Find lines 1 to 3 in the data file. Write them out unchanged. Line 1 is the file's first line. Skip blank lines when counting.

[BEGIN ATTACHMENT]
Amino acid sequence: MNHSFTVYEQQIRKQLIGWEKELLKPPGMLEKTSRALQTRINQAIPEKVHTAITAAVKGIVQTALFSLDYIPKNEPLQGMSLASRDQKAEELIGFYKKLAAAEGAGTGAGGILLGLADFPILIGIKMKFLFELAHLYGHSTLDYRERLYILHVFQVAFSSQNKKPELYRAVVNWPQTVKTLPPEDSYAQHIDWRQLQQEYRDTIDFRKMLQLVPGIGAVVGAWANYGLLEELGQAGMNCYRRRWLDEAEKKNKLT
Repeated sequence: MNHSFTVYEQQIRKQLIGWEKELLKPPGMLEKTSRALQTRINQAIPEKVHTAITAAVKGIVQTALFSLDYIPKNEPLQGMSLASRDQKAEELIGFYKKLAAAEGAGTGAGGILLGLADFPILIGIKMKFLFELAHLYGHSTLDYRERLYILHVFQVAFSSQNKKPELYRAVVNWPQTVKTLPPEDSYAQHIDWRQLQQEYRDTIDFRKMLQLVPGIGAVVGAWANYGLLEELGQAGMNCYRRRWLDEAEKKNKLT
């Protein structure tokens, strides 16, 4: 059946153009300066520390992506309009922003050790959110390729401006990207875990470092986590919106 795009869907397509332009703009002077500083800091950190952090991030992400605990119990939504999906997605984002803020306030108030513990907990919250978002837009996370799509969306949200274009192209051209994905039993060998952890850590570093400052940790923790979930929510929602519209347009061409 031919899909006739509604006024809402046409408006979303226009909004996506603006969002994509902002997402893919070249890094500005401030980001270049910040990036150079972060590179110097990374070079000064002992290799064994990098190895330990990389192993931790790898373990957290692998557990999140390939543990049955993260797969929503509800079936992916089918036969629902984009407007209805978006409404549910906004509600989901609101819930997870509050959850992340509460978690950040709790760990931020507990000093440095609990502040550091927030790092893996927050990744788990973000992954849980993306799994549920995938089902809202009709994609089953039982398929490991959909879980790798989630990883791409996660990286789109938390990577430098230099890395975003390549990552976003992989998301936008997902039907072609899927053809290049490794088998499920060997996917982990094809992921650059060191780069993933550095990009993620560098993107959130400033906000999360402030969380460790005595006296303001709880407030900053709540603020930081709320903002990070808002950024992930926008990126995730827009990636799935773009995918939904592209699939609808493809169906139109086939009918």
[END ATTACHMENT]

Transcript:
Amino acid sequence: MNHSFTVYEQQIRKQLIGWEKELLKPPGMLEKTSRALQTRINQAIPEKVHTAITAAVKGIVQTALFSLDYIPKNEPLQGMSLASRDQKAEELIGFYKKLAAAEGAGTGAGGILLGLADFPILIGIKMKFLFELAHLYGHSTLDYRERLYILHVFQVAFSSQNKKPELYRAVVNWPQTVKTLPPEDSYAQHIDWRQLQQEYRDTIDFRKMLQLVPGIGAVVGAWANYGLLEELGQAGMNCYRRRWLDEAEKKNKLT
Repeated sequence: MNHSFTVYEQQIRKQLIGWEKELLKPPGMLEKTSRALQTRINQAIPEKVHTAITAAVKGIVQTALFSLDYIPKNEPLQGMSLASRDQKAEELIGFYKKLAAAEGAGTGAGGILLGLADFPILIGIKMKFLFELAHLYGHSTLDYRERLYILHVFQVAFSSQNKKPELYRAVVNWPQTVKTLPPEDSYAQHIDWRQLQQEYRDTIDFRKMLQLVPGIGAVVGAWANYGLLEELGQAGMNCYRRRWLDEAEKKNKLT
């Protein structure tokens, strides 16, 4: 059946153009300066520390992506309009922003050790959110390729401006990207875990470092986590919106 795009869907397509332009703009002077500083800091950190952090991030992400605990119990939504999906997605984002803020306030108030513990907990919250978002837009996370799509969306949200274009192209051209994905039993060998952890850590570093400052940790923790979930929510929602519209347009061409 031919899909006739509604006024809402046409408006979303226009909004996506603006969002994509902002997402893919070249890094500005401030980001270049910040990036150079972060590179110097990374070079000064002992290799064994990098190895330990990389192993931790790898373990957290692998557990999140390939543990049955993260797969929503509800079936992916089918036969629902984009407007209805978006409404549910906004509600989901609101819930997870509050959850992340509460978690950040709790760990931020507990000093440095609990502040550091927030790092893996927050990744788990973000992954849980993306799994549920995938089902809202009709994609089953039982398929490991959909879980790798989630990883791409996660990286789109938390990577430098230099890395975003390549990552976003992989998301936008997902039907072609899927053809290049490794088998499920060997996917982990094809992921650059060191780069993933550095990009993620560098993107959130400033906000999360402030969380460790005595006296303001709880407030900053709540603020930081709320903002990070808002950024992930926008990126995730827009990636799935773009995918939904592209699939609808493809169906139109086939009918």